on Daniel 11 :23
He shall come up - From Rome, where he had been a hostage for the payment of the tax laid on his father.
Shall become strong with a small people - At first he had but few to espouse his cause when he arrived at Antioch, the people having been greatly divided by the many claimants of the crown; but being supported by Eumenes and Attalus, his few people increased, and he became strong.
on Daniel 11 :23
And after the league made with him - A treaty of peace and concord. The great subject of contention between the kings of Syria and Egypt was the possession of Coelo-Syria and Palestine. This they often endeavored to settle by conquest as each of them claimed that in the original partition of the empire of Alexander this portion of the empire fell to himself; and often they endeavored to settle it by treaty. Consequently this region was constantly passing from one to the other, and was also the seat of frequent wars. The "league" here referred to seems to have been that respecting this country - file successive promises which had been made to the king of Egypt that Coelo-Syria and Palestine should be made over to him. These provinces had been secured to Ptolemy Lagus by the treaty made 301 b.c., and they had been again pledged by Antiochus the Great, in dowry, when his daughter Cleopatra should be made queen of Egypt. - Jahn, "Heb. Commonwealth," p. 260. Antiochus Epiphanes, however, was by no means disposed to confirm this grant, and hence, the wars in which he was involved with the Egyptians.
He shall work deceitfully - In reference to the covenant or treaty above referred to. He shall endeavor to evade its claims; he shall refuse to comply with its conditions; he shall not deliver up the provinces according to the terms of the compact. The history accords exactly with this, for he did not intend to comply with the terms of the treaty, but sought every means to evade it, and finally waged a succession of bloody wars with Egypt. In reference to the terms of this treaty, and to secure their respective interests, both parties sent ambassadors to Rome to urge their claims before the Roman Senate. - Polybius, "Legat." Sections 78, 82; Jerome, "Com. in loc." As soon as Ptolemy Philometor had reached his fourteenth year, he was solemnly invested with the government; and ambassadors from all surrounding countries came to congatulate him on His accession to the throne. "On this occasion Antiochus sent to Egypt Apollonius, the son of Mnestheus, apparently to congratulate the king on his coronation, but with the real intention of sounding the purposes of the Egyptian court. When Apollonius, on has return, informed Antiochus that he was viewed as an enemy by the Egyptians, he immediately sailed to Joppa to survey his frontiers toward Egypt, and to put them in a state of defense." - Jahn, "Heb. Commonwealth" p. 260; 2 Macc. 4:21.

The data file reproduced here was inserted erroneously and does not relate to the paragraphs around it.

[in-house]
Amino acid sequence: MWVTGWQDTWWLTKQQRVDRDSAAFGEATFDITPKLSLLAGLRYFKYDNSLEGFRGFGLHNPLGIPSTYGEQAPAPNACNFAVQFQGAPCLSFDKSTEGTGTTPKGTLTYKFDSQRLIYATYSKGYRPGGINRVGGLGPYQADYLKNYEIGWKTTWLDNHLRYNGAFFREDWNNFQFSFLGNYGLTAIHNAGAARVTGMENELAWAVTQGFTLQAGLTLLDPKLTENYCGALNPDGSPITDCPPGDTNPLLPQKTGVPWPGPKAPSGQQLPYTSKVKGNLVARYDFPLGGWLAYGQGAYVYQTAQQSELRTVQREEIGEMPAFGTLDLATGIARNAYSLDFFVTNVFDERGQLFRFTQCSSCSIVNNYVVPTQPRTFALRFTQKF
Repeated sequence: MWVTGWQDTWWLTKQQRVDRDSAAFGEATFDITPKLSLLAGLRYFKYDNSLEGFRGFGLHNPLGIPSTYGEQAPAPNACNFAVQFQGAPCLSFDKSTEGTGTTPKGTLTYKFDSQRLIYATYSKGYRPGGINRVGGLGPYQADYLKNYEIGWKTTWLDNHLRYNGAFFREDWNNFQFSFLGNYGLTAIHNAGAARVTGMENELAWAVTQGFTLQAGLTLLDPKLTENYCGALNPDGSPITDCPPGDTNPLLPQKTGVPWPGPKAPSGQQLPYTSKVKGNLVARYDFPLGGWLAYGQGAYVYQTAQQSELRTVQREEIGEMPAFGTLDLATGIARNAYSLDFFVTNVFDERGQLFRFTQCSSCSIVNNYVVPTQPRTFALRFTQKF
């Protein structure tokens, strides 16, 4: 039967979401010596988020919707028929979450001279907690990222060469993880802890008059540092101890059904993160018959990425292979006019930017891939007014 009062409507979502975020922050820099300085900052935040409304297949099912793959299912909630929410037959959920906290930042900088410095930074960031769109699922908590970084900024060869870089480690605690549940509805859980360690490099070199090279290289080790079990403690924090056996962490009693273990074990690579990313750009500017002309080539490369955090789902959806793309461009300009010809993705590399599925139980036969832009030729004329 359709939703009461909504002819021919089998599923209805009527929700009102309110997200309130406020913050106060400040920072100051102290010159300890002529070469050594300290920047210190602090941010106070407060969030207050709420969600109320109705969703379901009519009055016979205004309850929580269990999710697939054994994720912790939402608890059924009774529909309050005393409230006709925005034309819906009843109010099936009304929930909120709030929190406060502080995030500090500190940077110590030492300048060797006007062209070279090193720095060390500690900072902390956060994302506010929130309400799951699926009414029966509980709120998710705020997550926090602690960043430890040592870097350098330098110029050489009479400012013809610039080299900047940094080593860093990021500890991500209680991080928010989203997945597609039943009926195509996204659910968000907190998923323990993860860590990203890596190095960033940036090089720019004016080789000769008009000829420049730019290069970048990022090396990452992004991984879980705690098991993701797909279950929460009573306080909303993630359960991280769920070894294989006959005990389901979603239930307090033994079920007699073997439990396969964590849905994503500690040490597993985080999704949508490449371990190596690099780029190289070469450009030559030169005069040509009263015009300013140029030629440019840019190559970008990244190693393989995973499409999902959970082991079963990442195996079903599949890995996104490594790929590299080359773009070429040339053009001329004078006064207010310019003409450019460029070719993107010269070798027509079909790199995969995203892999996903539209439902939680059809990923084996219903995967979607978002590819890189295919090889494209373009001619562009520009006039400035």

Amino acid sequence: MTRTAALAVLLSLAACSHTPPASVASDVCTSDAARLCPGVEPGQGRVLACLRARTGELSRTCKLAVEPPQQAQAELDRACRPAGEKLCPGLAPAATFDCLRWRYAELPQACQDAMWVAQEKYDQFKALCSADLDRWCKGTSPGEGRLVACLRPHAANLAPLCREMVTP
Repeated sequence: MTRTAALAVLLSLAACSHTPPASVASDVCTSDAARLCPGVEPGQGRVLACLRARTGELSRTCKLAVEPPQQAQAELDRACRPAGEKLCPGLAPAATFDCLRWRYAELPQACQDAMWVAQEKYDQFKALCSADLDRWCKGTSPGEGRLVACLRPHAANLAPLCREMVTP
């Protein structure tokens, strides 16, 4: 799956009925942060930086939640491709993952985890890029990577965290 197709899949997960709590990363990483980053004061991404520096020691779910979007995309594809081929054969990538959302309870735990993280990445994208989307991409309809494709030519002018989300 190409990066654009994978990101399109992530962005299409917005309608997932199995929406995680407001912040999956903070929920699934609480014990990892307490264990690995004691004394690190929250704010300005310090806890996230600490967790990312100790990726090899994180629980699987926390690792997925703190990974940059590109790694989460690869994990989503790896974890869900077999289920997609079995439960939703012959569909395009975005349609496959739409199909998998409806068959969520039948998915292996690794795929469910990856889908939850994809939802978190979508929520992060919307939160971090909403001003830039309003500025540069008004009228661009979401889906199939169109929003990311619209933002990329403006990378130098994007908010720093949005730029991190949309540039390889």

The purpose of Antiochus was undoubtedly not to surrender Coelo-Syria and Palestine according to the treaties which had been made; and yet he designed to secure them if possible without an open rupture, and hence, his arts of diplomacy, or his efforts to evade compliance with the terms of the compact. Even when he had invaded Egypt, and had obtained possession of the king, Ptolemy Philometor, he still "pretended that he had come to Egypt solely for the good of king Ptolemy, to set the affairs of his kingdom in order for him; and Ptolemy found it expedient to act as though he really thought him his friend. But he must have seen," says Jahn, "that Antiochus, with all his professions of friendship, was not unmindful of spoil, for he plundered Egypt in every quarter." - "Heb. Commonwealth," p. 263.
For he shall come up - Come upon Egypt. The result would be war. Rather than surrender the provinces according to the treaty, he would ultimately invade Egypt, and carry war into its borders.
And shall become strong with a small people - The meaning of this seems to be, that at first his own forces would be small; that he would go up in such a way as not to excite suspicion, but that, either by an increase of his forces there, by uniting himself to confederates, by alluring the people by the promise of rewards, or by gradually taking one town after another and adding them to his dominions, he would become strong. Jahn (Heb. Commonwealth, p. 263) says, "with a small body of troops he made himself master of Memphis, and of all Egypt as far as Alexandria, almost without striking a blow." Compare Diod. Sic. xxvi. 75, 77; Jos. "Ant." xii. 5, 2. The fact in the case was, that Antiochus pretended in his invasion of Egypt to be the friend of the Egyptian king, and that he came to aid him, and to settle him finaly on the throne. By degrees, however, he became possessed of one town after another, and subdued one place after another, until he finally became possessed of the king himself, and had him entirely in his powcr.
on Daniel 11 :23
11:23 After the league - For he made a league with Egypt, and came with a few, (but chosen men) and took the passes, and put all in subjection to him.